Teased and awaited for years, Doom next chapter – simply called Doom – was announced last year during Bethesda’s E3 press conference, where fans finally saw it live with an engaging gameplay sequence. Now after the closed multiplayer beta – available for those who bought Wolfenstein: The Old Blood, from April 15 to 17 – and after a few multiplayer games in the Marine armor, here my first impressions.
This beta offered two maps, two game modes, one playable demon, and seven usable weapons. I will avoid the going into details for the traditional Team Deathmatch and go directly into Warpath. This mode is based on King of the Hill and Payload from Team Fortress, except that instead of bringing a truck from point A to point B, the capture-point moves around the map in a circle along a marked path, and a Demon rune rotates on the other end of the map. It’s a crazy way to have teams fight for a capture-point while being conflicted about of leaving the area and grabbing the rune to turn yourself into the only demon available in the Beta (the Revenant). Great tactical mode, and I’m sure it will be a favorite when the full game is out.
On the avatar side, the Beta allowed us to get a peek at the customization menu. There will be a lot of visual customization to unlock throughout the game but also loadouts and abilities. Wait what? Loadouts and Abilities? Reading these words might makes you cringe, if you are a Doom purist, but wait on before closing this page. Players will choose between two weapons and a grenade type, and then can select perks (unlockable throughout the leveling system) that offer significant advantages in combat. From simple armor for various Hack Modules (Single-use disposable items that reminds me of the Titanfall Burn Cards), these will obviously unlock as you level up with an experience gauge.
Now when it comes to moving mechanics, is Doom still the traditional fast paced shooter we all love? Well the answer is yes, but with a twist. Our Marines can run in all directions, and now use a jetpack to double jump. The jump is also accompanied by a wall-hang or ledge-grabbing function that will allow the character to climb over a nearby platform. Just don’t expect strafe jump, bunny hop or other rocket jump. In general this fusion of old school moving mechanics, fast-paced movement with a hint of modern techniques works fine for me, and will obviously appeal to the new generation of FPS players, but will take a while for purist to accept it.
Now we already talked about Demon Runes and the Revenant, but let’s get more on the details. Equipped with a jetpack tank and a dual-RPG on its shoulders, Revenant are fast-paced demons that quickly kill marines on the map. Weak on armor, a Revenant comes standard with a thermal vision (like Predator), which allowed you a short-sighted quick view to distinguish a target in the chaos of explosions and bullet. You will understand while playing, that taking control of the beast is a good option to a race to victory, thanks to its devastating power and of course using it wisely. That’s the thing, while good soldiers will know how to use a Revenant, getting killed as one will allow the opponent to take over the demon rune, which can turn the tide of the game.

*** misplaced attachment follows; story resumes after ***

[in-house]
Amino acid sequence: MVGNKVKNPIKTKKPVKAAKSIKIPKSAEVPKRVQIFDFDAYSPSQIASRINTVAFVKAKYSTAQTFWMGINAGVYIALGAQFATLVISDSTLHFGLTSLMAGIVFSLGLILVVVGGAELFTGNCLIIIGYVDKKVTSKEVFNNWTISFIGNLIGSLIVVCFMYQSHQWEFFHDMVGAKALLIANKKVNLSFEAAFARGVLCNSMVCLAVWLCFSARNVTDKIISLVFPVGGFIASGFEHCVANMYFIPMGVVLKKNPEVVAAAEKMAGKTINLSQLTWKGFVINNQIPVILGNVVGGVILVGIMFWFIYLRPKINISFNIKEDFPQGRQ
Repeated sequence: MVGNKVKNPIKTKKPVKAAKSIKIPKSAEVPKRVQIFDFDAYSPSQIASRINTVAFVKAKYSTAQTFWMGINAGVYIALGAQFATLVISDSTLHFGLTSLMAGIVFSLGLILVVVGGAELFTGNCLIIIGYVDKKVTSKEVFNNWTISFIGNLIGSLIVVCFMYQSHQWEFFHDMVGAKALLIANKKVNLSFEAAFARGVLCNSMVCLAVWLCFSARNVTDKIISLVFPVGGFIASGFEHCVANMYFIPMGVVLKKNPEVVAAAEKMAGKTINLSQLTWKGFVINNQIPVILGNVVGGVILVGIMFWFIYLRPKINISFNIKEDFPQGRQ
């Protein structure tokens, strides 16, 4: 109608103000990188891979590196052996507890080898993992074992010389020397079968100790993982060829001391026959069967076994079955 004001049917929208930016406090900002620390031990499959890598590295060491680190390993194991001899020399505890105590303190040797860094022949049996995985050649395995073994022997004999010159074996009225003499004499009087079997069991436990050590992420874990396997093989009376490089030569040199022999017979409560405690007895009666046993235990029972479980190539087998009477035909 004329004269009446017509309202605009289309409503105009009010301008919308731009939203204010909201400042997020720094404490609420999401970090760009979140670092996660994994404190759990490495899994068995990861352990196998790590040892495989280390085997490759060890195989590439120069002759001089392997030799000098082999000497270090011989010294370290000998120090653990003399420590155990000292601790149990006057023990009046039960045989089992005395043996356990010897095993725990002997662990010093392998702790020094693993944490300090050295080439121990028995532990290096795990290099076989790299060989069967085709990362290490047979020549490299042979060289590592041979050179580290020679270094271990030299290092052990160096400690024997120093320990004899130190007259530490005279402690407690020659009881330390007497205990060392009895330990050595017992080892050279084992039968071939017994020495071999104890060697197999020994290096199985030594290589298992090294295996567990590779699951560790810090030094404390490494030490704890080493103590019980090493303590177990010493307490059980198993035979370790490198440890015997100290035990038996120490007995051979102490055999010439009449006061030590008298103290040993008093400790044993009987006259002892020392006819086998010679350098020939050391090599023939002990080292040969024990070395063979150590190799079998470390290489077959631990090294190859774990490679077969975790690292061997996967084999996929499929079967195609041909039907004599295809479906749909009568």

On the side of weapons, Doom didn’t go crazy with that, and offers the classics: rocket launcher, shotgun, plasma gun or Gauss… in short, the fans will soon feel at home but will now have a new way of using them, with a fresh secondary firing. With this new Doom, it is possible to detonate a rocket in mid-flight, to project electric rays over a wider area, or to launch a big ball of energy with the classic BFG 9000. Players also have a slot for grenades, and in addition to the traditional fragmentation one, it is possible to equip a teleporter or the Siphon Grenade which if done properly, will be draining the life of your opponent and awarded to you. Their use is governed by a cooling time, making their use more tactical instead of spamming it like other FPS.
But there’s one thing I will point out being weak in Doom, and that’s the lack of violence and impact. The gunfights lack a certain punch and end up very often in confined spaces, providing some easy kills in exchange for one or two well shot rockets. There’s also over the melee takedowns which I couldn’t quite get how they work, but loathed looking at it, while the executioner is invincible when killing you, and your teammate can’t do anything about it. I guess that’s the new generation FPS self-gratification effect?
In any case, if we remove the Doom logo and some riffs of heavy metal in the menus, most people won’t think it’s id Software next game. Old school players will find an Unreal Tournament (2015) in both its gameplay and its intentions, but I don’t believe that’s a bad thing. This new Doom gives a more varied proposition, with a dynamic gaming experience that will appeal to a broader audience. Now we wait for next month as we get our hand on the full title on Friday the 13th of May – fitting date, don’t you think? – and get the full multiplayer experience, which probably will get enhanced from the Doom beta’s results, as well as the singleplayer mission.
Doom launches on the 13th of May 2016 worldwide for Xbox One, PC and PlayStation 4. The impressions were made based on the Xbox One Closed and Open Beta access provided by Bethesda. Note that on Xbox One and PlayStation 4, you’ll need an Xbox Live Gold and PlayStation Plus subscription to take full advantage of Doom’s multiplayer.